It was an early lesson, first encountered in elementary school. “They’re just picking on you because they’re jealous. They feel bad about themselves, so they put other people down.” The idea being that if they pull people down to their “level” — or ideally lower — then they can feel better than other people. Finally confident.
I didn’t believe this explanation at the time, when a parent or teacher would advise me in this way. No, it struck me as a platitude. Something that they said so I could feel a little better about this or that kid being mean to me. I was of the strong opinion back then that they weren’t jealous of me at all. They just hated me.
But with time and distance and learning more about the world, I’ve seen this pattern so much — and in contexts where I have little bias, since it involves other people, sometimes near-strangers — that I’ve learned that those adults were right. There is an awful lot of it happening out in the wild, people putting others down in an attempt to feel better about themselves.
But they never quite manage it, do they? Not in a lasting way. Oh, perhaps these bullies have bombastic moments where they can puff themselves up and do the braggadocio schtick, but it never lasts. They continually need to keep doing the behavior. And I’ve known a few individuals like this quite well — ones who even came to trust me (which shocked me because I despise bullying) and confided in me that confidence was quite elusive, even so.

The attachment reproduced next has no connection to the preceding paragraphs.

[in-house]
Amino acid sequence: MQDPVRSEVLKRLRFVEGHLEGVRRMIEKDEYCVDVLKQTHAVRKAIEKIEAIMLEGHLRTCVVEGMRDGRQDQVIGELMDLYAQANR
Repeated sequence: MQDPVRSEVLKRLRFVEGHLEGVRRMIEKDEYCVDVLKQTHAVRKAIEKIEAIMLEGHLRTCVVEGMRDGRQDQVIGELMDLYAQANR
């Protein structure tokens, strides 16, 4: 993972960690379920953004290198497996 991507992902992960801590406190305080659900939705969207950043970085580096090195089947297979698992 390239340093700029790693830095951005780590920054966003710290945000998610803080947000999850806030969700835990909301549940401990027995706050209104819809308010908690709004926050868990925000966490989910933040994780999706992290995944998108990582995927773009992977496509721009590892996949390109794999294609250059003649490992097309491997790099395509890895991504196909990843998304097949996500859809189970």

If You Want to Truly Become Confident, Build Others Up
So what’s a person supposed to do if confidence is what they’re seeking? It’s the exact opposite of what most people default to: You build other people up.
Yes, really. Practice looking for the good in others. Point it out to them even. If your friend creates something awesome and kickass, let them know. Tell that stranger that their T-shirt with the cool saying on it is awesome. Compliment internally and externally (if you have an easy opportunity).
Fall in love with what makes people good — instead of always being on the alert for their flaws. Stop correcting people’s grammar. Respond to the cool insights they’ve made instead.
You basically retrain your brain this way. It’s a lot like gratitude journaling — if you train yourself to look for things to be thankful for every day, you start to become more positive and less insecure. The same principle applies to looking for the good in other people. And if you stick with it long enough, there will come a day when you realize that you’re a person, too. And everything you love about other people applies to you, too.
I know, I know. Easier said than done (like practically everything in life). But it’s worth the effort. It is life changing.